Now, people before you get too excited about the title of this blog, girl power. We would just like to state that it is purely about the most recent increase of female entrepreneurs within the tech industry and in particular that of fashion tech. Can girls eventually come to dominate this sector of the tech industry? Can there ever be girl power in fashion tech? After all, most online shopping and to be more specific, 34.3% of fashion retail purchases online are carried out by females. Females are responsible for over 80% of purchases within households representing over $20 trillion in consumer spending annually according to Time magazine. Yet the number of female CEO’s within the corporate world is almost microscopic, a stark 3.80% for women CEO’S for fortune 500 companies sinking to 1.71% for retail businesses in particular. One would think that a demographic with so much spending power would at least represent a significant portion of the decision-making on boards and that women would therefore be selected to run some companies especially within the fashion retail sector? As we can see this is clearly not the case; and as a result women are now beginning to take matters into their own spending hands by establishing their own enterprises especially within fashion technology, a sector they are more aligned to and one they are readily more positioned to understand. It should be a “no brainer”, women provide better experiences to shoppers simply because they are the ones doing most of the shopping. Furthermore, the flexibility that accompanies self employment is ideal for women with families; they are able to juxtapose the running of families and running their businesses simultaneously simply because they can work from home when the need arises. Will we ever see “girl power and domination” of the fashion tech industry? We have seen the likes of Natalie Massenet with Net-a-porter and we believe that as of recent we have seen some upward mobility, albeit this movement appears to be slow. This gradual change may primarily be because a large portion of women do not have or have a limited access to money. The investment community is by and large dominated by men who may not fully understand “female propositions” like those that exist within the fashion industry and thus significant challenges may be encountered whilst seeking funding. Nonetheless, females are now rallying together to create tech scenes that support and advise women for e.g. in the UK we have seen the likes of girls in tech which regularly hosts events for women who have entered the tech start-up industry. Signficantly the founder of Modafirma became frustrated with the glass ceiling within the financial services and banking industry and Modafirma was an idea borne out of frustration of not being able to entirely “run her own show”. The idea for Modafirma was in fact discovered whilst she was shopping online at work. It is therefore not uncanny that 40% of online shopping is carried out by women in the age group of 18-34 whilst doing their day jobs!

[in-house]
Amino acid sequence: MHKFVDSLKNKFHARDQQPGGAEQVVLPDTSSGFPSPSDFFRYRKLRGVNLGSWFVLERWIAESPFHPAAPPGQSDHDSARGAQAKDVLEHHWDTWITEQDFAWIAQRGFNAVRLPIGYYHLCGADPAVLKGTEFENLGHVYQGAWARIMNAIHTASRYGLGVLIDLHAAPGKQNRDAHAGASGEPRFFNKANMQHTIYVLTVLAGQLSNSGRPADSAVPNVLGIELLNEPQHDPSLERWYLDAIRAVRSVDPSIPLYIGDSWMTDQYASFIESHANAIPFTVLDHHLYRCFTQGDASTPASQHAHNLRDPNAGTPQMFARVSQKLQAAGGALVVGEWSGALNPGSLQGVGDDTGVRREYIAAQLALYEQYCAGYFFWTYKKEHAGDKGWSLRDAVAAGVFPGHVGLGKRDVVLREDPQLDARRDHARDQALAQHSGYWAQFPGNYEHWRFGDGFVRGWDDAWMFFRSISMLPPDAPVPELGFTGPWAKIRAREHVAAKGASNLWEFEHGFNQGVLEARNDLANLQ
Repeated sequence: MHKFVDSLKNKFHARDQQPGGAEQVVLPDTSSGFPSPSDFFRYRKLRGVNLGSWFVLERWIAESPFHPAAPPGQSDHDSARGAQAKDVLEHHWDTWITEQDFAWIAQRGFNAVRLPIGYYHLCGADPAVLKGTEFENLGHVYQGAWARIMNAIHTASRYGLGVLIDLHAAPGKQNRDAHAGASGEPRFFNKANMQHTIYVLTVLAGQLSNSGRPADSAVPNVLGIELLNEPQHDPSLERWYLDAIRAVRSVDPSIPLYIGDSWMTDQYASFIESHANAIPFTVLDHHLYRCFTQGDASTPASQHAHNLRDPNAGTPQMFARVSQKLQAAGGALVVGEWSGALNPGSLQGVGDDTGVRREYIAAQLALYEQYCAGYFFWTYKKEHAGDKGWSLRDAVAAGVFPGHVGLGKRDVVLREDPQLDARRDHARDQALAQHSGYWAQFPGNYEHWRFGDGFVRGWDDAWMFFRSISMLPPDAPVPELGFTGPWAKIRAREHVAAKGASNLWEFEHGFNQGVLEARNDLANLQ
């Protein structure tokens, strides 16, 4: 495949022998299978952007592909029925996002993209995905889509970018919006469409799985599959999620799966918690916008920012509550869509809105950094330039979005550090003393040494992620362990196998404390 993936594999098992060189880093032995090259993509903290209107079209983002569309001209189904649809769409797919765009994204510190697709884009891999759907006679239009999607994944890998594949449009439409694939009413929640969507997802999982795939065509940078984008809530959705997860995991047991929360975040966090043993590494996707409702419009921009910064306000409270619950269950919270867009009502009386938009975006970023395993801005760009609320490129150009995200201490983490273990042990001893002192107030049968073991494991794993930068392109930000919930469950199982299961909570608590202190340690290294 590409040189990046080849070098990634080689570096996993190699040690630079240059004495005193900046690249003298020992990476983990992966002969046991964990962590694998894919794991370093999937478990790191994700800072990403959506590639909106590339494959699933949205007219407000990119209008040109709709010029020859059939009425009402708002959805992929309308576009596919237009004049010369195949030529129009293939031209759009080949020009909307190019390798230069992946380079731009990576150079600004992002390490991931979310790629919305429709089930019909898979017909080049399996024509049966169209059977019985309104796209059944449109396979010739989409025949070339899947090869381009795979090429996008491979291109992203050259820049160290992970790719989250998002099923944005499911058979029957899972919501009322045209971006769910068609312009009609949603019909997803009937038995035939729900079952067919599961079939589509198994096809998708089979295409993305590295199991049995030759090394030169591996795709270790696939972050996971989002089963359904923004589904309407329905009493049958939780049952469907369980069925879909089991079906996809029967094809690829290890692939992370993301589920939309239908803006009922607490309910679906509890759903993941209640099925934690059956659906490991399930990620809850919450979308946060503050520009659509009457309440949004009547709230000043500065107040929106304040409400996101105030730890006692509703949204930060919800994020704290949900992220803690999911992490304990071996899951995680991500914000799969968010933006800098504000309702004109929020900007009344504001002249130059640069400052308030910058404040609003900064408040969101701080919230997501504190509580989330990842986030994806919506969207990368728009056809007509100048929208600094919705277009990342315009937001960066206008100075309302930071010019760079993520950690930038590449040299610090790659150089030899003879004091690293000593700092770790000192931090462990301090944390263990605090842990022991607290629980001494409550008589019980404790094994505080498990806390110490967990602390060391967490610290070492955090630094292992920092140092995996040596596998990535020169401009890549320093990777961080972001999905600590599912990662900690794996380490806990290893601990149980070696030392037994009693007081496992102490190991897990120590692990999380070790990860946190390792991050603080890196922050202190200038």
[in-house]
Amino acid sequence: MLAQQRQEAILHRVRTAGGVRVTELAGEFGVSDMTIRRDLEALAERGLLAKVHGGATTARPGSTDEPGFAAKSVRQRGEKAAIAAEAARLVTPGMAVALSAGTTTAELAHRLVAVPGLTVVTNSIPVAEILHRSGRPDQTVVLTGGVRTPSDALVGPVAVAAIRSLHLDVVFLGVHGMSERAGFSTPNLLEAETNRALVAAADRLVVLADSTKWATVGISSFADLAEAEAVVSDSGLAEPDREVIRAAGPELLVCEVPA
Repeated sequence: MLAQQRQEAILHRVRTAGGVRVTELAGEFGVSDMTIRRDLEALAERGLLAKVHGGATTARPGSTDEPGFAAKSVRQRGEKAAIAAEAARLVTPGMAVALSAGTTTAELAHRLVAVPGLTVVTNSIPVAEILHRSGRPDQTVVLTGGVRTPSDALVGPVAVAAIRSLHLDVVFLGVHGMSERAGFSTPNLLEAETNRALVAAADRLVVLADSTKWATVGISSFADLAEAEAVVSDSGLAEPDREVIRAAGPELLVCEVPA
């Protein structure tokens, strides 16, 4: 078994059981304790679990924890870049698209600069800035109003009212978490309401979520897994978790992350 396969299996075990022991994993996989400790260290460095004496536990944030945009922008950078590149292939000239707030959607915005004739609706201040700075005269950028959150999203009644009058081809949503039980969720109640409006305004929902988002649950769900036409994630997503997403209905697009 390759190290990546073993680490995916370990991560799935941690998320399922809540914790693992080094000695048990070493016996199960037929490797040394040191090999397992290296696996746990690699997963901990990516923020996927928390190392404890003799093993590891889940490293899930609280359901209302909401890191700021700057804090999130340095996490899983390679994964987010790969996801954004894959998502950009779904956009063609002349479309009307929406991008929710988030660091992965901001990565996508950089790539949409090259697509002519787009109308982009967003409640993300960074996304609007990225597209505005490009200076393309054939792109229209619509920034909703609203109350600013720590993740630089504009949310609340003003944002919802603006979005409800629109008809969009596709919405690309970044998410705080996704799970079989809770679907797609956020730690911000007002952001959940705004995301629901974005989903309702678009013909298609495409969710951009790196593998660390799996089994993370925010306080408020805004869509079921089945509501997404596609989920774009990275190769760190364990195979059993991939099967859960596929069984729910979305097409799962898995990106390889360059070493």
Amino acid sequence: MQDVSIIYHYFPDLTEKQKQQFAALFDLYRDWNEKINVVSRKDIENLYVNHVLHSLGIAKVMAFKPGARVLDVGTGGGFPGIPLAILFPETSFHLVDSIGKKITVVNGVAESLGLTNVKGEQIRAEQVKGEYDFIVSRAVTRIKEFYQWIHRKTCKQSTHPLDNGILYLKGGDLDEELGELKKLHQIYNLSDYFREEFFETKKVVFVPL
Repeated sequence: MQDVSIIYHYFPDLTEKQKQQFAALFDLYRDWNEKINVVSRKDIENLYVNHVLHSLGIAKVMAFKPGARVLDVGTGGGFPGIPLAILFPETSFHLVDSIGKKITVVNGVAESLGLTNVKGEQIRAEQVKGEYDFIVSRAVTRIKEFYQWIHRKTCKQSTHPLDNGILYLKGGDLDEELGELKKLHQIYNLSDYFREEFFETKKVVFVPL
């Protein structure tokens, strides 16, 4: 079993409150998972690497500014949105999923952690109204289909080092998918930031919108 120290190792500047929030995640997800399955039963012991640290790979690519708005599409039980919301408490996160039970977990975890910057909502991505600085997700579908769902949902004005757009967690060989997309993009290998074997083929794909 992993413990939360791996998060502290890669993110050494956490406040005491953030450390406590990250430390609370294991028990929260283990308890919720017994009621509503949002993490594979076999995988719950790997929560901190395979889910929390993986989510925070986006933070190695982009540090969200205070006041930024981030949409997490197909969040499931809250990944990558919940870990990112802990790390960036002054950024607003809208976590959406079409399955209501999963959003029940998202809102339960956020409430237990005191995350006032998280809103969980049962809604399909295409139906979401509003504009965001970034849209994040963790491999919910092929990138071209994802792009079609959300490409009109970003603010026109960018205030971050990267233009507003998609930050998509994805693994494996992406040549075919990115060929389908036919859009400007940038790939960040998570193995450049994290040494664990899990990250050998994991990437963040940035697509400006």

Even though there may be challenges facing women in the fashion technology space, it cannot be stated loud enough that women have great instincts when it comes to entrepreneurship, we may be a bit further away from girl power and domination but we are certainly breaking through.